President Barack Obama speaks about job creation and economic growth at the Brookings Institution in Washington, D.C.
President Barack Obama speaks about job creation and economic growth at the Brookings Institution in Washington, D.C. - 
Listen To The Story


Kai Ryssdal: Forget Wal-Mart. Forget General Electric. Forget pretty much the rest of the Fortune 500, too. Small business is where it's at if you want to get the most bang for your economic-stimulus buck. The president himself said so today.

PRESIDENT OBAMA: Over the past 15 years small businesses have created roughly 65 percent of all new jobs in America.

The real number from the Small Business Administration is 64 percent, but still close enough. The president went over to a Washington think-tank to deliver his economic speech this morning. It wasn't quite a laundry list of what the White House wants to do to get small businesses hiring again, but it was pretty close.

Capital gains tax cuts for them. Tax breaks if they hire new workers. Help with loans. All of which is nice to have, I'm sure. But is it really what small-business owners want or need? From the Marketplace Entrepreneurship Desk at Oregon Public Broadcasting, Mitchell Hartman reports.

MITCHELL HARTMAN: Some of the incentives the president proposed today, like lower-cost SBA loans, have already been in place as part of the stimulus plan.

Molly Brogan of the National Small Business Association says the loans are working well, so funding them for one more year is a good idea. But a tax break for hiring new workers?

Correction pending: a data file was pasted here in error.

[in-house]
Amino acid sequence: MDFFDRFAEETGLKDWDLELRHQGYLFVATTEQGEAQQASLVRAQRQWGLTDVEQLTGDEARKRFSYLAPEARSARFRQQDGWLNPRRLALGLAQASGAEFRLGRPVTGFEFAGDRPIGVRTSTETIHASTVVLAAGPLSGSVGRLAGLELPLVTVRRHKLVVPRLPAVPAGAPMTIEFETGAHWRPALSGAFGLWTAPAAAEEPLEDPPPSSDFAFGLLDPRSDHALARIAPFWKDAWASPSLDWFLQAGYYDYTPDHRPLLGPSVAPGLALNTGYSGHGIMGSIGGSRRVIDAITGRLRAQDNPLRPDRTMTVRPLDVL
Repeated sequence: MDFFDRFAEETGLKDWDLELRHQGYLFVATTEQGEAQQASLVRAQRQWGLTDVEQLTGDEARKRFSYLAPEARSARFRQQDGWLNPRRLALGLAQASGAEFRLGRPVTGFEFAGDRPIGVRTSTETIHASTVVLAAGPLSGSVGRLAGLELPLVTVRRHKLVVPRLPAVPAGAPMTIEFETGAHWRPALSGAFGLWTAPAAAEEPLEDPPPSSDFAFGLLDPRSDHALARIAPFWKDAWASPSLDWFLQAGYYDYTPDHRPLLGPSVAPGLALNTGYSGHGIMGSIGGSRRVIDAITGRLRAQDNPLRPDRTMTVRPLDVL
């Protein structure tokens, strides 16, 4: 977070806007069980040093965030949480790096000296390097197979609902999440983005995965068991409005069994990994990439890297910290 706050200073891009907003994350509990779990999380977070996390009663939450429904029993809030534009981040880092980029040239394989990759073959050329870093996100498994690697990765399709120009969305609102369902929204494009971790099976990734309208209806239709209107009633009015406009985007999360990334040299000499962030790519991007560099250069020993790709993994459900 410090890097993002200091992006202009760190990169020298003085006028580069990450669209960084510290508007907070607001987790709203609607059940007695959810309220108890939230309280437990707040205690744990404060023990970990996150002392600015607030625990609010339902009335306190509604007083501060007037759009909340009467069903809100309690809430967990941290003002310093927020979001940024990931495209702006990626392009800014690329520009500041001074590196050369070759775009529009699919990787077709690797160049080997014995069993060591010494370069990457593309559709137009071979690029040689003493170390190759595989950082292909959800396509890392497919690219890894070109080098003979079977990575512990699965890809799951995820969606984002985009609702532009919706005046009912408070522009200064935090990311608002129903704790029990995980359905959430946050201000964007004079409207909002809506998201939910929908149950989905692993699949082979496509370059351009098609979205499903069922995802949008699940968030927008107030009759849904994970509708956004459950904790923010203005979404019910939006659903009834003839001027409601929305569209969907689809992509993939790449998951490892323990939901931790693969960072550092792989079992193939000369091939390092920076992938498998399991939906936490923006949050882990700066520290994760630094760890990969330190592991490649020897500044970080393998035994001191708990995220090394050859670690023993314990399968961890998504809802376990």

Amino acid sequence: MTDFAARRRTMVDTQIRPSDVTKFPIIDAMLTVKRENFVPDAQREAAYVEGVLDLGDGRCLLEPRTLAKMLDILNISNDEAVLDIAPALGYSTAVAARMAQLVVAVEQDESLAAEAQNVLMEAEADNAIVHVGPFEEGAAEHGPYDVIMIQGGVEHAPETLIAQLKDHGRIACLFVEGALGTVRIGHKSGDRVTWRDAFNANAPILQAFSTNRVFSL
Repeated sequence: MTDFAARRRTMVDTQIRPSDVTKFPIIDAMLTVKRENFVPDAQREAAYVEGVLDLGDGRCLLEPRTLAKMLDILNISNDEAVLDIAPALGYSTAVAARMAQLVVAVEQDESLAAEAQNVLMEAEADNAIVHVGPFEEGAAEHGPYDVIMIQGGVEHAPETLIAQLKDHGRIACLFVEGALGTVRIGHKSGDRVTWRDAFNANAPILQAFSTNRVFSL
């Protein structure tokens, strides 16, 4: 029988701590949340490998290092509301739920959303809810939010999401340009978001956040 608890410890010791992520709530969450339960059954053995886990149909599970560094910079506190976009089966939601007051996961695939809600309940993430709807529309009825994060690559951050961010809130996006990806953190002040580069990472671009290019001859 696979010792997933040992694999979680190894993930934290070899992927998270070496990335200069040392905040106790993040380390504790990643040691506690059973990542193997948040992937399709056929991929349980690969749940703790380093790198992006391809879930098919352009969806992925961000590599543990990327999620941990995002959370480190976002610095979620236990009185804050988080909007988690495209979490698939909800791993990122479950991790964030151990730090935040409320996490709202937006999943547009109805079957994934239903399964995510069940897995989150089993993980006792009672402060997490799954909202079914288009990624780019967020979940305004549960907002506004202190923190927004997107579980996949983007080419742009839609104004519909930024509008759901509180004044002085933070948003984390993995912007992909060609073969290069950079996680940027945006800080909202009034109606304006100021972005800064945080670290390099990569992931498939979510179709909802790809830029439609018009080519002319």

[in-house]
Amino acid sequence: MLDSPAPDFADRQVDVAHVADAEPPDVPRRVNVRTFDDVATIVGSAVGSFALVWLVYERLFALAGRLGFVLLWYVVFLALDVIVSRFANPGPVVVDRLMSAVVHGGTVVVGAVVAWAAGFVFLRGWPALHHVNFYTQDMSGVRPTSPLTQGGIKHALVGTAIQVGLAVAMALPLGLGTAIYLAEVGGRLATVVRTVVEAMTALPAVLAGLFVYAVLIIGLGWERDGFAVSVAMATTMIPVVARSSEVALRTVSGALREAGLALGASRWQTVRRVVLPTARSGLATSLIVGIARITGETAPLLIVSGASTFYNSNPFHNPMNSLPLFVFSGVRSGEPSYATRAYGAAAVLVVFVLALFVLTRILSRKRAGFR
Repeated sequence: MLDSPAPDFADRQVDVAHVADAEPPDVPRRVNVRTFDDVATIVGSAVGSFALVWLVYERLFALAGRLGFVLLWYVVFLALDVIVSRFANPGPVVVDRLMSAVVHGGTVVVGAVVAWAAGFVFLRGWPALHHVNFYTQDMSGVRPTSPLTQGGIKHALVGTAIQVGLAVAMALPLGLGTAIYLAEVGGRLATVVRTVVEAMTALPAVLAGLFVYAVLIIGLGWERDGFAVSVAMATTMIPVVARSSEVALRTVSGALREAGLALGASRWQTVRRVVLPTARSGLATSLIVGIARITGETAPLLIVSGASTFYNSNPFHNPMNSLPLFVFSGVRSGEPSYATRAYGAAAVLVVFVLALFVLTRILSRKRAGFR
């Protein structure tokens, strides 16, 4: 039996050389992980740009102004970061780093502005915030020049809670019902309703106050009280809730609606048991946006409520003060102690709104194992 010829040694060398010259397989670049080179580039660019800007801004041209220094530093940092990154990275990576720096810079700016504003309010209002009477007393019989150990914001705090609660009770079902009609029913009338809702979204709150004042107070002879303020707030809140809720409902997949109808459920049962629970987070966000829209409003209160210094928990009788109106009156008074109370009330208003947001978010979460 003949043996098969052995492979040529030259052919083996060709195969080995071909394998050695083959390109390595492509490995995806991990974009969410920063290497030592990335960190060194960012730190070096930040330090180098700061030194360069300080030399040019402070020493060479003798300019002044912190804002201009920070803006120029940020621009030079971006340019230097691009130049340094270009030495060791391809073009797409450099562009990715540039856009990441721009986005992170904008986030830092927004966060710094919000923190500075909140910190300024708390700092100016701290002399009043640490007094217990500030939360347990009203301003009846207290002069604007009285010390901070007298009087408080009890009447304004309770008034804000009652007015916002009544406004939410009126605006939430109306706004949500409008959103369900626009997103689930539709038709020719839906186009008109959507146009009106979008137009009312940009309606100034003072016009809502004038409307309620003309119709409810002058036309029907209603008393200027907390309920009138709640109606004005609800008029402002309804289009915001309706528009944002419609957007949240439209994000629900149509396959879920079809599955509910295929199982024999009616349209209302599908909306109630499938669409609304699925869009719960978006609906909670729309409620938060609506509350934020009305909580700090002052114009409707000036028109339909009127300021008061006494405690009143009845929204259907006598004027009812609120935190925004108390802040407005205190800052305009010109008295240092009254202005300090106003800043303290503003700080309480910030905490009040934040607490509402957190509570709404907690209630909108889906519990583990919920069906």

MOLLY BROGAN: While it certainly doesn't hurt and it can help some small businesses, we have questions as to whether or not it really is going to cause people who otherwise wouldn't, to hire that next employee.

Jon Down of the University of Portland's Center for Entrepreneurship says unless your business is already doing well in this poor economy, the last thing you need is more workers on the payroll.

JON DOWN: For most small businesses, it's more a problem of how can they generate more revenues and continue to downsize on the expense side.

Some small-business advocates think temporarily tweaking the tax code to spur investment is flawed. Take the idea of a targeted, one-year capital gains cut -- say, for selling company stock.

Raymond Keating is chief economist with the Small Business & Entrepreneurship Council.

RAYMOND KEATING: The economy really needs substantive, permanent, broad-based tax relief.

And companies need cash and credit to keep their businesses running, says Molly Brogan.

BROGAN: Being able to walk into a bank and get that loan to hire that additional employee, a lot of small businesses just aren't able to do that.

And that, she says, is something this latest round of incentives won't do much to fix.

I'm Mitchell Hartman for Marketplace.

Follow Mitchell Hartman at @entrepreneurguy